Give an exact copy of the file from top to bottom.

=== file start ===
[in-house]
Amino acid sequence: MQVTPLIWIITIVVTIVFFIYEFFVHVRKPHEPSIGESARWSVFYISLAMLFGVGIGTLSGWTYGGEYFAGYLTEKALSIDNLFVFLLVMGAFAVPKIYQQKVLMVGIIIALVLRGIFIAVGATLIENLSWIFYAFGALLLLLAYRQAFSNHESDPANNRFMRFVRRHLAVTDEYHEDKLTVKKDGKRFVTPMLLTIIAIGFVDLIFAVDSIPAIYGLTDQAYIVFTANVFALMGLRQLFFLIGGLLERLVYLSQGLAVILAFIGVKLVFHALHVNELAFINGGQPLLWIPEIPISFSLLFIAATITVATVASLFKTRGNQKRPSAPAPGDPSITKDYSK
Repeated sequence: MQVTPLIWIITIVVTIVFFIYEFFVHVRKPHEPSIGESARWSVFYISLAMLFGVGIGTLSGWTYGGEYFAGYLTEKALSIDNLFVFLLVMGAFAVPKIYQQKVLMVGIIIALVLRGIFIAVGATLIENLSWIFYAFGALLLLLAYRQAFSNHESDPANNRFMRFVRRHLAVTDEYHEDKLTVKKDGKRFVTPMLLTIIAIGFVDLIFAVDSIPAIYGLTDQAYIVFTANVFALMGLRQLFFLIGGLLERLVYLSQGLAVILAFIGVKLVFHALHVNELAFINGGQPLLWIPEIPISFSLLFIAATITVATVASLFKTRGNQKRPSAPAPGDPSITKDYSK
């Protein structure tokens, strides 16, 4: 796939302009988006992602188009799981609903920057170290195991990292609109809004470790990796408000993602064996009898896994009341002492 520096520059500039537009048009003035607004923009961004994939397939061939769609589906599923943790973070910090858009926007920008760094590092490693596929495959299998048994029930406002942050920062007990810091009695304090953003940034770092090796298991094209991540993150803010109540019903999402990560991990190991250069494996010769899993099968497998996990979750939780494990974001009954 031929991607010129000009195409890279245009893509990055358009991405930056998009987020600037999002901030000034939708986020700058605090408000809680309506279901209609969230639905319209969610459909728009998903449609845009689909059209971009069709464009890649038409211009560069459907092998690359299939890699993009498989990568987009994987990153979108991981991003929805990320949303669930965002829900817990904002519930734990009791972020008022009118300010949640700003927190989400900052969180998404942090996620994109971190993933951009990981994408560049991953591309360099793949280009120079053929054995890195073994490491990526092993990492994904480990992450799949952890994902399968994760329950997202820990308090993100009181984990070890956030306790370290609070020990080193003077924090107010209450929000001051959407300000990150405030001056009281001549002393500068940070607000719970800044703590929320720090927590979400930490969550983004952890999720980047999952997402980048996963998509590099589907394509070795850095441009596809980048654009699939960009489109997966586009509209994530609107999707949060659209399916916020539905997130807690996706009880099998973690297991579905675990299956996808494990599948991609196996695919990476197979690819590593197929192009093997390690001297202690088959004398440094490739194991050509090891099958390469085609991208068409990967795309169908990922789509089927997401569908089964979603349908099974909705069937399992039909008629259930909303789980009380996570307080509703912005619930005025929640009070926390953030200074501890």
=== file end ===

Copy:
[in-house]
Amino acid sequence: MQVTPLIWIITIVVTIVFFIYEFFVHVRKPHEPSIGESARWSVFYISLAMLFGVGIGTLSGWTYGGEYFAGYLTEKALSIDNLFVFLLVMGAFAVPKIYQQKVLMVGIIIALVLRGIFIAVGATLIENLSWIFYAFGALLLLLAYRQAFSNHESDPANNRFMRFVRRHLAVTDEYHEDKLTVKKDGKRFVTPMLLTIIAIGFVDLIFAVDSIPAIYGLTDQAYIVFTANVFALMGLRQLFFLIGGLLERLVYLSQGLAVILAFIGVKLVFHALHVNELAFINGGQPLLWIPEIPISFSLLFIAATITVATVASLFKTRGNQKRPSAPAPGDPSITKDYSK
Repeated sequence: MQVTPLIWIITIVVTIVFFIYEFFVHVRKPHEPSIGESARWSVFYISLAMLFGVGIGTLSGWTYGGEYFAGYLTEKALSIDNLFVFLLVMGAFAVPKIYQQKVLMVGIIIALVLRGIFIAVGATLIENLSWIFYAFGALLLLLAYRQAFSNHESDPANNRFMRFVRRHLAVTDEYHEDKLTVKKDGKRFVTPMLLTIIAIGFVDLIFAVDSIPAIYGLTDQAYIVFTANVFALMGLRQLFFLIGGLLERLVYLSQGLAVILAFIGVKLVFHALHVNELAFINGGQPLLWIPEIPISFSLLFIAATITVATVASLFKTRGNQKRPSAPAPGDPSITKDYSK
């Protein structure tokens, strides 16, 4: 796939302009988006992602188009799981609903920057170290195991990292609109809004470790990796408000993602064996009898896994009341002492 520096520059500039537009048009003035607004923009961004994939397939061939769609589906599923943790973070910090858009926007920008760094590092490693596929495959299998048994029930406002942050920062007990810091009695304090953003940034770092090796298991094209991540993150803010109540019903999402990560991990190991250069494996010769899993099968497998996990979750939780494990974001009954 031929991607010129000009195409890279245009893509990055358009991405930056998009987020600037999002901030000034939708986020700058605090408000809680309506279901209609969230639905319209969610459909728009998903449609845009689909059209971009069709464009890649038409211009560069459907092998690359299939890699993009498989990568987009994987990153979108991981991003929805990320949303669930965002829900817990904002519930734990009791972020008022009118300010949640700003927190989400900052969180998404942090996620994109971190993933951009990981994408560049991953591309360099793949280009120079053929054995890195073994490491990526092993990492994904480990992450799949952890994902399968994760329950997202820990308090993100009181984990070890956030306790370290609070020990080193003077924090107010209450929000001051959407300000990150405030001056009281001549002393500068940070607000719970800044703590929320720090927590979400930490969550983004952890999720980047999952997402980048996963998509590099589907394509070795850095441009596809980048654009699939960009489109997966586009509209994530609107999707949060659209399916916020539905997130807690996706009880099998973690297991579905675990299956996808494990599948991609196996695919990476197979690819590593197929192009093997390690001297202690088959004398440094490739194991050509090891099958390469085609991208068409990967795309169908990922789509089927997401569908089964979603349908099974909705069937399992039909008629259930909303789980009380996570307080509703912005619930005025929640009070926390953030200074501890």